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Journal of Happiness Studies

, Volume 20, Issue 1, pp 229–250 | Cite as

Ups and Downs in the Joy of Motherhood: Maternal Well-Being as a Function of Psychological Needs, Personality, and Infant Temperament

  • Katrijn BrenningEmail author
  • Bart Soenens
  • Elien Mabbe
  • Maarten Vansteenkiste
Research Paper

Abstract

The present study aims to investigate several relevant psychological factors, including both mother characteristics (i.e., basic psychological need satisfaction and frustration, depressogenic personality) and child characteristics (i.e., infant temperament) in relation to daily variation in maternal well-being. Mothers (N = 126) participated in a five-day diary study shortly after child-birth, when the child went to day-care for the first time. The latter specific episode was chosen as this period is potentially stressful (due to parent–child separation and challenges in work–family life balance) and within-person variation is expected to be high in such episodes. At the within-person level, day-to-day variation in psychological need satisfaction and frustration related to day-to-day variability in maternal well-being. At the between-person level, maternal self-criticism related negatively to well-being, while perceived infant temperament yielded few direct associations. Instead, the child’s temperament played a moderating role in the association between basic psychological needs and maternal well-being. The findings of this study underscore the importance of a dynamic view on maternal well-being, with basic psychological needs, maternal personality and infant temperament contributing to well-being in a complex fashion.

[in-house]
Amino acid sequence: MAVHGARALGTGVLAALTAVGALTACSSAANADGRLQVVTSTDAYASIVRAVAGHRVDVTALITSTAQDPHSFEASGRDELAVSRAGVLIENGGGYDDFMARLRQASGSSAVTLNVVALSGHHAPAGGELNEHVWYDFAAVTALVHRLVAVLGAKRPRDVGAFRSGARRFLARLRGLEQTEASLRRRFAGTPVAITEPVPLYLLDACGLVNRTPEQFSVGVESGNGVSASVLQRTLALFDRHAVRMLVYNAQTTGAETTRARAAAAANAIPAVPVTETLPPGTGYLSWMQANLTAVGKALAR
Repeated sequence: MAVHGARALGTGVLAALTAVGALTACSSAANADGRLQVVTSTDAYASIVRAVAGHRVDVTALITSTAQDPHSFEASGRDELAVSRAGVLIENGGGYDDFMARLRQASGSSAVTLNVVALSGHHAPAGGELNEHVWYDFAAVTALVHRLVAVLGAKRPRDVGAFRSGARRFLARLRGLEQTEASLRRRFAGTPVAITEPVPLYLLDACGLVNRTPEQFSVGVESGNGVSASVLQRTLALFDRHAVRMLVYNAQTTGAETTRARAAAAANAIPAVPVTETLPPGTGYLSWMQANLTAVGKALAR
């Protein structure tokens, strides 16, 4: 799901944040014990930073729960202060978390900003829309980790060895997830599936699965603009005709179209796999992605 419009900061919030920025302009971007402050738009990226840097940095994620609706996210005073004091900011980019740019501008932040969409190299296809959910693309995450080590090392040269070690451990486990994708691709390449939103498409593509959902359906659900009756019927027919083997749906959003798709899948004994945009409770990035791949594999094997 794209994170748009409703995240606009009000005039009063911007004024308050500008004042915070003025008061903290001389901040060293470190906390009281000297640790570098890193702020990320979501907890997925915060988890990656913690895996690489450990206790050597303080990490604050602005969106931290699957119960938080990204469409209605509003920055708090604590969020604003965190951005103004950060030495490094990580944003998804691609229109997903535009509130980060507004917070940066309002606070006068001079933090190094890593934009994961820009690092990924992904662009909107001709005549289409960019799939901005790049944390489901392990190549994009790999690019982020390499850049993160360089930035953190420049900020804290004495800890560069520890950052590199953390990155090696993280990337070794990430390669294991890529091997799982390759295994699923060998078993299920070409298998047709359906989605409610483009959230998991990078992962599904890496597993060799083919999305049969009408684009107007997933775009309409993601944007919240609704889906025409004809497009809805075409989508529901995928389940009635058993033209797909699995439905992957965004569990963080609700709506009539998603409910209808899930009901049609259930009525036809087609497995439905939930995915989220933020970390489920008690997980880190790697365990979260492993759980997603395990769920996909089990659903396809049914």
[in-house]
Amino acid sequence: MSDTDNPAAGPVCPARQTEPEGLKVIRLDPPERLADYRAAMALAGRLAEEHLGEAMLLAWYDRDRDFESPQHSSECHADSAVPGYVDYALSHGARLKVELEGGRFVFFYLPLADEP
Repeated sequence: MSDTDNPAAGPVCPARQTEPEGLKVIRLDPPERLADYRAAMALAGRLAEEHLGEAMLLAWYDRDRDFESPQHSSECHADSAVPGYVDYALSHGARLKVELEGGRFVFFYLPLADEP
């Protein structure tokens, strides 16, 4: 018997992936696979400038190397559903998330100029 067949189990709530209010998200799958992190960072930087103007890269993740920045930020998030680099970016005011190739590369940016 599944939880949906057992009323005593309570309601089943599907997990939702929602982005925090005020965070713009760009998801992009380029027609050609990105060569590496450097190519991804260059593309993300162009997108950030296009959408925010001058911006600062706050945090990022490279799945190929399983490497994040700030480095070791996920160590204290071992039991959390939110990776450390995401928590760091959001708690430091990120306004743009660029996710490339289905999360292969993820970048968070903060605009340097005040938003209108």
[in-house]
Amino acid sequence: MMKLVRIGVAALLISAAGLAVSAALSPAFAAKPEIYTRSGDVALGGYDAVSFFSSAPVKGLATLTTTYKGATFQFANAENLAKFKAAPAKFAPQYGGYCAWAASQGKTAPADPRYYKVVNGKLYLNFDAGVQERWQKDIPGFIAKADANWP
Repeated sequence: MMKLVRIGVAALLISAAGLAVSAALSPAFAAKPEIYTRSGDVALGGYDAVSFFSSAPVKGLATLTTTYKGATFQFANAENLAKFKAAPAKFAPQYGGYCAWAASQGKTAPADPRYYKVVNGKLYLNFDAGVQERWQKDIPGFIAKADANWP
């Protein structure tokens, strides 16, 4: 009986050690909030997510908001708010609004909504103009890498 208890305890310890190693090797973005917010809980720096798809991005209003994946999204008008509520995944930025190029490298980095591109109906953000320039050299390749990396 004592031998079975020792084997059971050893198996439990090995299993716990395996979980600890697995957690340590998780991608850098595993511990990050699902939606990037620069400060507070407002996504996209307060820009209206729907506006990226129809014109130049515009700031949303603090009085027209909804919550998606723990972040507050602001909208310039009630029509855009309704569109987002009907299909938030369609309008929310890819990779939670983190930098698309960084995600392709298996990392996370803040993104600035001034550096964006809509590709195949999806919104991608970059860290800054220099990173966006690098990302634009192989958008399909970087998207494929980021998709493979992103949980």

Keywords

Diary study Maternal well-being Basic psychological needs Depressogenic personality Infant temperament 

Notes

Funding

This study was funded by Research Foundation Flanders (FWO.3EO.2015.0012.01).

Compliance with Ethical Standards

Conflict of interest

The authors declare that they have no conflict of interest.

Ethical Approval

All procedures performed involving human participants in this study were in accordance with the ethical standards of the Ghent University Institutional Review Board and with the 1964 Helsinki declaration and its later amendments or comparable ethical standards.

Informed Consent

Informed consents were obtained from all participants included in the study.

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© Springer Science+Business Media B.V., part of Springer Nature 2017

Authors and Affiliations

  1. 1.Department of Developmental, Personality and Social PsychologyGhent UniversityGhentBelgium

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